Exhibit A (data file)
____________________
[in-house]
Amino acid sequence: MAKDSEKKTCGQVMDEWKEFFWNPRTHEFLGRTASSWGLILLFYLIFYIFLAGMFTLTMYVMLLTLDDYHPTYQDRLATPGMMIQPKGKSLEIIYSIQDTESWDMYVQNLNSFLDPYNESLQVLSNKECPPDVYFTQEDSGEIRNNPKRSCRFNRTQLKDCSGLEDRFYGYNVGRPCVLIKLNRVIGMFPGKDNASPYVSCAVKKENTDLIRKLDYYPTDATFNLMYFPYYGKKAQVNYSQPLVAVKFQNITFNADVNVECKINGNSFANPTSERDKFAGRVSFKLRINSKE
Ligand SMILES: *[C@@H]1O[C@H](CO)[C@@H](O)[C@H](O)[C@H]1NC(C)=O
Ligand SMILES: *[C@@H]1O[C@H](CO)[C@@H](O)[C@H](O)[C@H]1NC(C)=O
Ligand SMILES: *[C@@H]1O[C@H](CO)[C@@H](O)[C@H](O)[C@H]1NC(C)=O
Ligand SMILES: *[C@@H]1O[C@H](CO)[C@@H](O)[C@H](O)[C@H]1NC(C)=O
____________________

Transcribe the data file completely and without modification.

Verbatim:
[in-house]
Amino acid sequence: MAKDSEKKTCGQVMDEWKEFFWNPRTHEFLGRTASSWGLILLFYLIFYIFLAGMFTLTMYVMLLTLDDYHPTYQDRLATPGMMIQPKGKSLEIIYSIQDTESWDMYVQNLNSFLDPYNESLQVLSNKECPPDVYFTQEDSGEIRNNPKRSCRFNRTQLKDCSGLEDRFYGYNVGRPCVLIKLNRVIGMFPGKDNASPYVSCAVKKENTDLIRKLDYYPTDATFNLMYFPYYGKKAQVNYSQPLVAVKFQNITFNADVNVECKINGNSFANPTSERDKFAGRVSFKLRINSKE
Ligand SMILES: *[C@@H]1O[C@H](CO)[C@@H](O)[C@H](O)[C@H]1NC(C)=O
Ligand SMILES: *[C@@H]1O[C@H](CO)[C@@H](O)[C@H](O)[C@H]1NC(C)=O
Ligand SMILES: *[C@@H]1O[C@H](CO)[C@@H](O)[C@H](O)[C@H]1NC(C)=O
Ligand SMILES: *[C@@H]1O[C@H](CO)[C@@H](O)[C@H](O)[C@H]1NC(C)=O